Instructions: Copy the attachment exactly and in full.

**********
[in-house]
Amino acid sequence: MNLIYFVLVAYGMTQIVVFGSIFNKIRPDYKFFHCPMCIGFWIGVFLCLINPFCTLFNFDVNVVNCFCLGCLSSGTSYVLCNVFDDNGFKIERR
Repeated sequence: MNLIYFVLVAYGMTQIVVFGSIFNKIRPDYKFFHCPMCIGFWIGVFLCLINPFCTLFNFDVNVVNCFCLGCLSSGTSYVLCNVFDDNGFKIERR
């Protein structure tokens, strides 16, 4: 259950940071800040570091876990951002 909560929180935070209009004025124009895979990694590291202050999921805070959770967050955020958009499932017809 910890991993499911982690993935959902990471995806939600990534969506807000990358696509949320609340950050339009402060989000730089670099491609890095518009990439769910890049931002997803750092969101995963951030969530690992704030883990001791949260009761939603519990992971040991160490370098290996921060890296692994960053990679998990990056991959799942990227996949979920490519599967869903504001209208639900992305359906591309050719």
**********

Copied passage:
[in-house]
Amino acid sequence: MNLIYFVLVAYGMTQIVVFGSIFNKIRPDYKFFHCPMCIGFWIGVFLCLINPFCTLFNFDVNVVNCFCLGCLSSGTSYVLCNVFDDNGFKIERR
Repeated sequence: MNLIYFVLVAYGMTQIVVFGSIFNKIRPDYKFFHCPMCIGFWIGVFLCLINPFCTLFNFDVNVVNCFCLGCLSSGTSYVLCNVFDDNGFKIERR
């Protein structure tokens, strides 16, 4: 259950940071800040570091876990951002 909560929180935070209009004025124009895979990694590291202050999921805070959770967050955020958009499932017809 910890991993499911982690993935959902990471995806939600990534969506807000990358696509949320609340950050339009402060989000730089670099491609890095518009990439769910890049931002997803750092969101995963951030969530690992704030883990001791949260009761939603519990992971040991160490370098290996921060890296692994960053990679998990990056991959799942990227996949979920490519599967869903504001209208639900992305359906591309050719």